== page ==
You just never know when you will come across something involving the wide scope of Ernest Hemingway. It may be finding a copy of one of Papa’s classic novels in an old bookstore (which has happened to a few of us!). But how many of you have come across a Hemingway quote in a bathroom of all places in Boston? Well if you eat at Neptune Oyster in Boston’s North End (the food was great) you will see the following quote:
The comments from Author Adam Sternbergh, a Toronto-born journalist who lives in Brooklyn, N.Y., published his debut novel, Shovel Ready, a sci-fi/noir hybrid set in a near-future New York that has seen better days; its sequel, Near Enemy, will arrive in bookstores this month. I thought his comments about which books has he reread the most were very interesting (from the website The Globe and Mail):
Which books have you reread most in your life?
Confession: I’m a slow reader. And I always feel shamelessly under-read. I could fill this page with the names of essential authors I still haven’t gotten around to, and those are just the ones I want to read, not the ones I feel I should read. One book I’ve read multiple times, and will read multiple times in the future, is For Whom the Bell Tolls by you-know-who. It’s more fashionable now to dislike (or, worse, dismiss) Ernest Hemingway than to like him, and even though this book was rapturously reviewed at the time, it isn’t now popularly considered to be his best. But this novel checks all my boxes. When it was published in 1940 (that decade again!), a critic at The New Yorker wrote, “I do not much care whether or not this is a ‘great’ book. I feel that it is what Hemingway wanted it to be: a true book.”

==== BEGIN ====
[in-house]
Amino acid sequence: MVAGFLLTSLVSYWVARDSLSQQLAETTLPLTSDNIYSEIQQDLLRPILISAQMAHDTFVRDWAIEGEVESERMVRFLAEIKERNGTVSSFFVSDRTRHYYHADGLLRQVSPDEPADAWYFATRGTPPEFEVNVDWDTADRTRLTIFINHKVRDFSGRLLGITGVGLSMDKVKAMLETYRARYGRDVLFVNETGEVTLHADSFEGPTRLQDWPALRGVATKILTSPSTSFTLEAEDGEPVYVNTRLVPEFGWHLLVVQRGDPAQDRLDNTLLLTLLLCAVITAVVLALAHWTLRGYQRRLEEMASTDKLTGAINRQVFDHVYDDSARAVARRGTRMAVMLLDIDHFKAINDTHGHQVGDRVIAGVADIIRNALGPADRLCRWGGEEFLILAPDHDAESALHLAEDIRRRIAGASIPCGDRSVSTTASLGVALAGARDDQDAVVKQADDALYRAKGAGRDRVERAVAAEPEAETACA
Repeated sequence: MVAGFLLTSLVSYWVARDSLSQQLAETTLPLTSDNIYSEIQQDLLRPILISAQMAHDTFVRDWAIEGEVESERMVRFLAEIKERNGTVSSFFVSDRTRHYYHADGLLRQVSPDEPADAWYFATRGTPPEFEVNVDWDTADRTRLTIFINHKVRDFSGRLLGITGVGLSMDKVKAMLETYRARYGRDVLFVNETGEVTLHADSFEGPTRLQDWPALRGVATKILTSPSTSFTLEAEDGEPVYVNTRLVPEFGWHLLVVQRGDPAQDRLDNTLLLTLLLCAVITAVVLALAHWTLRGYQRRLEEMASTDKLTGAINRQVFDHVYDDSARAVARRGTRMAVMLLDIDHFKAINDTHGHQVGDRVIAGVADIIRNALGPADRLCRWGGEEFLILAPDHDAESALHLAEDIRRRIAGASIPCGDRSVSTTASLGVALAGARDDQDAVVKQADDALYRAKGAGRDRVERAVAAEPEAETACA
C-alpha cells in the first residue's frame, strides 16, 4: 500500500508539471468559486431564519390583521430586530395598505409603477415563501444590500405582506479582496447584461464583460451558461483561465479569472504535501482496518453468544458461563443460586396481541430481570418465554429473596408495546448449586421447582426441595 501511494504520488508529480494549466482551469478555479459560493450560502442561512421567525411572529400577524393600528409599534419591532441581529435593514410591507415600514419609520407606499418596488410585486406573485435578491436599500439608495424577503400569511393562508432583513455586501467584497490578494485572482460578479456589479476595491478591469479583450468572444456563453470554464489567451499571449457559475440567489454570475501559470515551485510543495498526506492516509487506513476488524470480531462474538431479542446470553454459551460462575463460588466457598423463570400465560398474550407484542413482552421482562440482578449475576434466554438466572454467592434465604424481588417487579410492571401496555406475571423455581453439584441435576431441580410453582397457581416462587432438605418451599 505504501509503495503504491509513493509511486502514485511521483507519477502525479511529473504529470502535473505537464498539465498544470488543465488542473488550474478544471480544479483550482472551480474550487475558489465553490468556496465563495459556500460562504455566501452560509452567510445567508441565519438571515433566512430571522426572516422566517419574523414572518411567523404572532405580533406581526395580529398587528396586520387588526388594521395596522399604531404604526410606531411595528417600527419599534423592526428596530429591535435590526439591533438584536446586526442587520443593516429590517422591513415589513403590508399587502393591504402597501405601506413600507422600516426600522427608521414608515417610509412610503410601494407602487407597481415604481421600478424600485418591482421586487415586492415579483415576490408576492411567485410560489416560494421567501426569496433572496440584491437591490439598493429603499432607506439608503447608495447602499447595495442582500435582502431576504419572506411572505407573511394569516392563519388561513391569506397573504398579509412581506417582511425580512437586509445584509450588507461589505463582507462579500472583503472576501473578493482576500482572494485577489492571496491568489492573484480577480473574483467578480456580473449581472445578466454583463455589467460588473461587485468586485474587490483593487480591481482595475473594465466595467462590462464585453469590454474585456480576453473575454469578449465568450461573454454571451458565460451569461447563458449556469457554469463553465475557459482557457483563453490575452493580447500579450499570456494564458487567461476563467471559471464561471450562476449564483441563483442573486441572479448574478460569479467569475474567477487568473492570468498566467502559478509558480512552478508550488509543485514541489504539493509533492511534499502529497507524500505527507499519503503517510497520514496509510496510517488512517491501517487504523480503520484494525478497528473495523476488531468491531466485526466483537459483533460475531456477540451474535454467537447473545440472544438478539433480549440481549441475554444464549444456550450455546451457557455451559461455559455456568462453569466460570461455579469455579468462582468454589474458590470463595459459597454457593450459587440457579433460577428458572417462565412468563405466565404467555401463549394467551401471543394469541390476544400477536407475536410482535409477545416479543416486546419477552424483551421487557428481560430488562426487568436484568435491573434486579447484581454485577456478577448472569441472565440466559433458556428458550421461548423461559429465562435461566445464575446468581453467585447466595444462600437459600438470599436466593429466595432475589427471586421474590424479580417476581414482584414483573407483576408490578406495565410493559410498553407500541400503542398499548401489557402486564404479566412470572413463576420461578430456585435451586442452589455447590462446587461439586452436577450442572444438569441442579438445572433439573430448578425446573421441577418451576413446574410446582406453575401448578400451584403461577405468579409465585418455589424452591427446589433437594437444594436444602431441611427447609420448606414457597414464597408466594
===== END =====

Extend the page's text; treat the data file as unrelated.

The other night I was watching the movie Fight Club starring Brad Pitt and Edward Norton. I had seen it when it first came out back in 1999 but when I was watching it for the second time I picked up on something that I must have missed the first time around. The two main characters are walking down the street and Norton says to Pitt: “If you could fight anyone who would it be?” Pitt replies: “could they be dead or alive” Norton: “either one ” Pitt replies: then it would be Hemingway”.
“There is nothing to writing. All you do is sit down at a typewriter and bleed.” – Ernest Hemingway